That evening I cleaned up my finds and laid them out on the kitchen table to admire. I had done pretty well for myself detecting several old silver coins, about $2.00 in modern coins, and the gold wedding band. After dinner, my wife went through the phone book, and found a “R. Ingram,” on a street about a block from the supermarket. I called the number and got an answering machine, so I left my name and number and said I thought I had found their wedding band. Over the next week I left several more messages but got no response.

 

I finally decided to drive by the address and see if there was anyone home. After picking up my Wife from work that afternoon, we drove over to the house. There were a couple of cars in the driveway and the lights were on inside, so we pulled up and parked. I rang the doorbell and an attractive woman in her 40’s answered the door. I asked, “Are you Cindy?” The woman looked surprised, and then angry! She said, “Are you the guy that keeps calling here about a lost wedding band?” I started to say yes, but she didn’t give me a chance.

 

She stepped outside and closed the door behind her saying, “I don’t know what kind of scam you two are trying to pull on my Mother, but I’m here to tell you I’m going to have you arrested! You have caused a lot of pain in our family and I will not stand for it!” Both my Wife and I just kind of stood there with our mouths open in total shock. I finally said, “Hold on miss, I’m just trying to return a wedding band I found over behind the supermarket. I don’t want anything from your Mother.” The woman angrily asked, “What makes you think it belongs to my Mother?” At that point I was pretty sure this had been a huge mistake.

 

“Look, I apologize,” I said. “I met this old gentleman, a Mr. Ivers I think. He was metal detecting over behind the supermarket, and he told me his Daughter had lost her wedding band over there while she was playing with her children. Obviously I have made a mistake.” The woman looked confused, almost dazed. My Wife asked her if she was alright.

 

“Can I see the ring please,” she asked softly. I took the ring out of my pocket and gave it to her. As she looked at it she began to cry. My Wife put her hand on her shoulder and again asked her if she was alright. The woman was weeping now. A man came out of the house and asked her what was wrong. She put the ring in his hand and said, “He found Mom’s wedding ring.”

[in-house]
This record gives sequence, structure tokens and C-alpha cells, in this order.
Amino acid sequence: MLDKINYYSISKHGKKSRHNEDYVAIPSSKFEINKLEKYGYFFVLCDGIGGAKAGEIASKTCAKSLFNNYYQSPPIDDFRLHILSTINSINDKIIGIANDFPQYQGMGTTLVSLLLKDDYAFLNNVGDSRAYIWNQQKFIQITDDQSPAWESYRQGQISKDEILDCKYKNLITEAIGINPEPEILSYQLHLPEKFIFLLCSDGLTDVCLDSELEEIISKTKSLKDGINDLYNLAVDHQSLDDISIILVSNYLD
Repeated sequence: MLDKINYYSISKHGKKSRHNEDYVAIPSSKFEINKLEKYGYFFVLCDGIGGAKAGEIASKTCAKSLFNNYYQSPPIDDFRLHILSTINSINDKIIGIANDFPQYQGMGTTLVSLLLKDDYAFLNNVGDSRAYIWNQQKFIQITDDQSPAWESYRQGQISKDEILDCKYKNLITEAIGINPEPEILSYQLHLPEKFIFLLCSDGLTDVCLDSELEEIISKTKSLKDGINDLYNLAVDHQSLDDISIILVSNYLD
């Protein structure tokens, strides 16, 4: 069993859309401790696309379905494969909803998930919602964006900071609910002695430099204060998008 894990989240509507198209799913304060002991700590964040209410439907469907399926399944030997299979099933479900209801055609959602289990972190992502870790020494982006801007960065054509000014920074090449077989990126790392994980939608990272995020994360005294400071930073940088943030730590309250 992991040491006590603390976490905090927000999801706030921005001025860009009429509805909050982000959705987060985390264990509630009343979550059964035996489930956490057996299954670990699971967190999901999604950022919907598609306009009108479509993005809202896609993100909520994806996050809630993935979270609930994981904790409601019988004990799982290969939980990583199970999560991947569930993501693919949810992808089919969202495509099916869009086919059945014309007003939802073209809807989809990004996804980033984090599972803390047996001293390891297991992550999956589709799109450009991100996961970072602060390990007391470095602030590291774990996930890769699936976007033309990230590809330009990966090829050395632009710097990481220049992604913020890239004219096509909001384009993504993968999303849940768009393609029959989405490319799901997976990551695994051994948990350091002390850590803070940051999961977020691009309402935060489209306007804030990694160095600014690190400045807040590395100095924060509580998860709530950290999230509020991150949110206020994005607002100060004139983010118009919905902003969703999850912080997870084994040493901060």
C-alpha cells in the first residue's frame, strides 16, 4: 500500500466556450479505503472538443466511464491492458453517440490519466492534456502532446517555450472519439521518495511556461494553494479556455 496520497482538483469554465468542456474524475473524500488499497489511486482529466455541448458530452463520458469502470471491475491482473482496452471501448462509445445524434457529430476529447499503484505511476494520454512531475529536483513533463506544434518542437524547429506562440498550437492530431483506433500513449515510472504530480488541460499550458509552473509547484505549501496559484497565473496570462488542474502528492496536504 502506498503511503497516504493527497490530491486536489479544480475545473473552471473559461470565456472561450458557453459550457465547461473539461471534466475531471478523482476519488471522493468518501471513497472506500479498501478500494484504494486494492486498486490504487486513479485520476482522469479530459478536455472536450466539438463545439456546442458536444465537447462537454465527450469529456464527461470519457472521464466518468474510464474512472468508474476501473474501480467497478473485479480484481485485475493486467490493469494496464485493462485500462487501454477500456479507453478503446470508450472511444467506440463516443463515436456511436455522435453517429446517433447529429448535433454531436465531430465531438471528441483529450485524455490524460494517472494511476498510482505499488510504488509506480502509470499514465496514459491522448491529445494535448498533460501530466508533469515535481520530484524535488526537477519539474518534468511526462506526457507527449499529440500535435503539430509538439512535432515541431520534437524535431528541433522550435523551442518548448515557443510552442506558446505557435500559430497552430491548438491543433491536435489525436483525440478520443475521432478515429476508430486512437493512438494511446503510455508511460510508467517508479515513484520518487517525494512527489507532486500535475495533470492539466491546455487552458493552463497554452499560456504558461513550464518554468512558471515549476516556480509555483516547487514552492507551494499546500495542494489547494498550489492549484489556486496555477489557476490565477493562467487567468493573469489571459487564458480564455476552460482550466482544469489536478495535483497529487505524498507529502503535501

The woman looked at me and said, “What did the man in the park look like? What did he say?” I had a bad feeling about the whole situation and said, “Look, I don’t know what’s going on, but if that’s your Mother’s ring then just keep it. I don’t want anything from you.” I took my wife’s hand and started for the car when the woman said, “I’m sorry, please, wait!”

 

“My Mom lost that ring in 1975. I was seven, and he was nine,” she said, pointing to the man on the porch who was still examining the ring. “We were throwing my Brother’s new football around and she lost her ring somehow. She was heartbroken because it had belonged to her Mother before her.” My Wife was out of the car now with her arm around the teary woman’s shoulder. I said, “So who is Mr. Ivers, the guy that told me about the ring at the old park?” The woman began crying uncontrollably again.

 

My wife was trying to comfort her, offering a tissue from her pocketbook. I hadn’t noticed the man walking over to the car until he took his Sister’s hand. “Mr. Ivers was our Grandfather,” he said in a soft, gentle voice. Hugging his Sister he continued, “Pop-pop had a heart attack and died in that park 36-years ago. He was looking for Mom’s ring with his new metal detector.”  My legs suddenly became rubbery and I sat down on the curb, stunned.

 

Almost eight-months have passed since my encounter with Mr. Ivers, and today we were guests at his Great Granddaughter’s wedding. We stood as “Here Comes the Bride” flowed joyously from the organ and filled the small church with music. A ray of sunshine came through the stained glass windows, illuminating the gold band the Bride wore on a delicate chain around her neck. I smiled as I caught sight of him standing at the back of the church. Mr. Ivers smiled back at me, tipped his tweed cap and disappeared.

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Thanks for that story Terry....makes a person wonder if our loved ones actually do leave us when they pass....

or possibly not until their business on this plane has been completed anyway. Goosebumps on my arms!